All the Ugly and Wonderful ThingsAll the Ugly and Wonderful Things by Bryn Greenwood
My rating: 5/5 cats
One StarOne StarOne StarOne StarOne Star

oh, good, i get to be the first reviewer of this book on here. that’s not something i usually worry about, but when it’s a potentially controvershul book, i get a little leery of being the only target for potential outrage. i had one of the first reviews of Tampa on here, too, and i know i’m gonna get a reputation for being totes pro-pedophilia if i keep being such an early cheerleader for these kinds of books, but i’ll risk it because this book right here is a stunner.

greg told me i would love it, and here is a reenactment of me reading the back of his copy:

“blah blah blah meth blah blah blah eight-year-old Wavy blah blah blah tattooed ex-con with a heart of gold blah blah blah powerful and shocking love story wait, WHAT?”

and i reared back and gave him my closest approximation of the skeptical single raised eyebrow and i said, “love story?” and greg said, “yeah.” and i said, “between an eight-year-old girl and a grown-ass man?” and greg said, “yeah, kinda.”

and part of me considered calling the authorities and getting him onto some kind of watchlist, but another part of me was naturally intrigued by an author with these kinda balls. with me, balls always win, so greg remains a free man. for now.

this is one of those books whose story, if you heard about it on the news or glimpsed some sensationalist headline, would be horrifying, but in THIS book, with THESE characters, where you are privy to interior monologues and backstories and a hundred examples of what defines them as people, it makes sense. it’s two damaged people finding something in the other that answers a need, and it’s unexpectedly touching. this is not a story told for shock value although it is occasionally shocking, and it should be noted that the book spans fifteen years, and is not quite as disturbing as we all feared, although it still has its moments of readerly discomfort.

still, it’s an incredibly skillful balancing act greenwood pulls off here in terms of addressing the taboo subject matter, which is accomplished by the multiple pov’s: half starry-eyed moodlit gloss and half pulling back and looking hard at this relationship from the outside. it’s so, so impressive. vibrant. heartbreaking. sympathetic.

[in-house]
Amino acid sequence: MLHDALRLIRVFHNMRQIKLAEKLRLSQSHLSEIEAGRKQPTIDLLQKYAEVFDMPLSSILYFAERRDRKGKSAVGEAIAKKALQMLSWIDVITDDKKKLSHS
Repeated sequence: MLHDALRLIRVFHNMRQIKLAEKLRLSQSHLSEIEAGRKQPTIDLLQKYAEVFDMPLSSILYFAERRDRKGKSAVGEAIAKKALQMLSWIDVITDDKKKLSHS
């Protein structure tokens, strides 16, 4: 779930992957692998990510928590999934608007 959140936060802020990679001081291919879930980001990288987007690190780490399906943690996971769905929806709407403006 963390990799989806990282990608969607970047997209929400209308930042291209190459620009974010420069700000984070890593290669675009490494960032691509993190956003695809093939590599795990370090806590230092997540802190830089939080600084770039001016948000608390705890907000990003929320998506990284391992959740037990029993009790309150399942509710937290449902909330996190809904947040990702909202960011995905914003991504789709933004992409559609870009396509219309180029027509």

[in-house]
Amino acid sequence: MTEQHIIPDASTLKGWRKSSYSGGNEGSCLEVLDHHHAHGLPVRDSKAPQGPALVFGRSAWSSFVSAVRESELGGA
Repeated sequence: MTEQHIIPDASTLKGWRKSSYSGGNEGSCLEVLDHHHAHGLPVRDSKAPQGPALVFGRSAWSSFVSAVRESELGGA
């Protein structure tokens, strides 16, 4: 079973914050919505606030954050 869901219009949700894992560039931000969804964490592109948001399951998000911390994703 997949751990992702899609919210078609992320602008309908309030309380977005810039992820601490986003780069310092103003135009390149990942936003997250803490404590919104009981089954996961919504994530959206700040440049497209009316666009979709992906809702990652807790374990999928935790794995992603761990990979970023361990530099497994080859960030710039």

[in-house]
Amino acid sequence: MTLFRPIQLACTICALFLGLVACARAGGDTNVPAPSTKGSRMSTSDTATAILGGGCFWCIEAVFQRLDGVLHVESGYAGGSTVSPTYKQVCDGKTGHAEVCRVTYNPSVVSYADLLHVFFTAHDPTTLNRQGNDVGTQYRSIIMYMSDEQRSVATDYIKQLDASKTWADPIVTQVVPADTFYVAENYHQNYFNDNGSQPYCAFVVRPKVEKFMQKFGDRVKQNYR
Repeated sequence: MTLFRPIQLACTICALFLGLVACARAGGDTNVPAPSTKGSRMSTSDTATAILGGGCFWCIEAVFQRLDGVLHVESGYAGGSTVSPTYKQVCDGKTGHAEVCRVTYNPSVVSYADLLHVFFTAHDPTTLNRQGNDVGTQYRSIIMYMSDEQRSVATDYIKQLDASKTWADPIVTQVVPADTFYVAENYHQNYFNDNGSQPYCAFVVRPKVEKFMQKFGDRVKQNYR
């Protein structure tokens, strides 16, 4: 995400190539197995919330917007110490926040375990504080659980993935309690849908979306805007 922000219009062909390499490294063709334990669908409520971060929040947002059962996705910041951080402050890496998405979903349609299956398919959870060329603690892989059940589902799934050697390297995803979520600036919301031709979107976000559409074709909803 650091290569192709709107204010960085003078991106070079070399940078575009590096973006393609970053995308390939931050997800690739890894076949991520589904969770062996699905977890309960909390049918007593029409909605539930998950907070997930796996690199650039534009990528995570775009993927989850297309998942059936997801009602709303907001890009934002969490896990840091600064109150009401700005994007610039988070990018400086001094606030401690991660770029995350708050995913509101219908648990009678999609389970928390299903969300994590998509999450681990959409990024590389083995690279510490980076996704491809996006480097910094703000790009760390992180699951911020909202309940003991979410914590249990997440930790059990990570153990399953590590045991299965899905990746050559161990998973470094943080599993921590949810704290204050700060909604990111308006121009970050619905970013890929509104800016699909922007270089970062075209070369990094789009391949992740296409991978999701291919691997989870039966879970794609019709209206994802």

her writing is astonishing. but it’s not a matter of description or dialogue or something i could demonstrate by snagging a pull-quote or two; her skill lies in the cumulative, not so much the extractable. she is a pure storyteller who has managed that rare (for me) feat of writing a book that cannot be set down without a little regret. i tend to read at an emotional remove so i crave that feeling of being sucked in and consumed by the power of a story or a landscape; i value immersive storytelling over all other writerly skill sets. if you can suck me in, you win – and this one did that for me – i stayed up until 4:30 reading it that first night and then got up again at 6 to resume, resenting that hour and a half of wasted time.

it’s not perfect – wavy’s character is a little unrealistic/inconsistent in her awareness and behavior and the last 1/4 didn’t have the same emotional depth or richness as the beginning, so it read a little thin and rushed, but it’s a badass powerhouse of a book and i am not here to bitch about the trifling. in fact, i’m rounding this 4 up to a 5 because no one can even stop me, and it was probably a 4.5 in my heart, anyway.


plus, maggie likes liked it:

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it’s official – coolest author-present ever!! thank you for this, and for writing this book, o bryn greenwood!!

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read my reviews on goodreads

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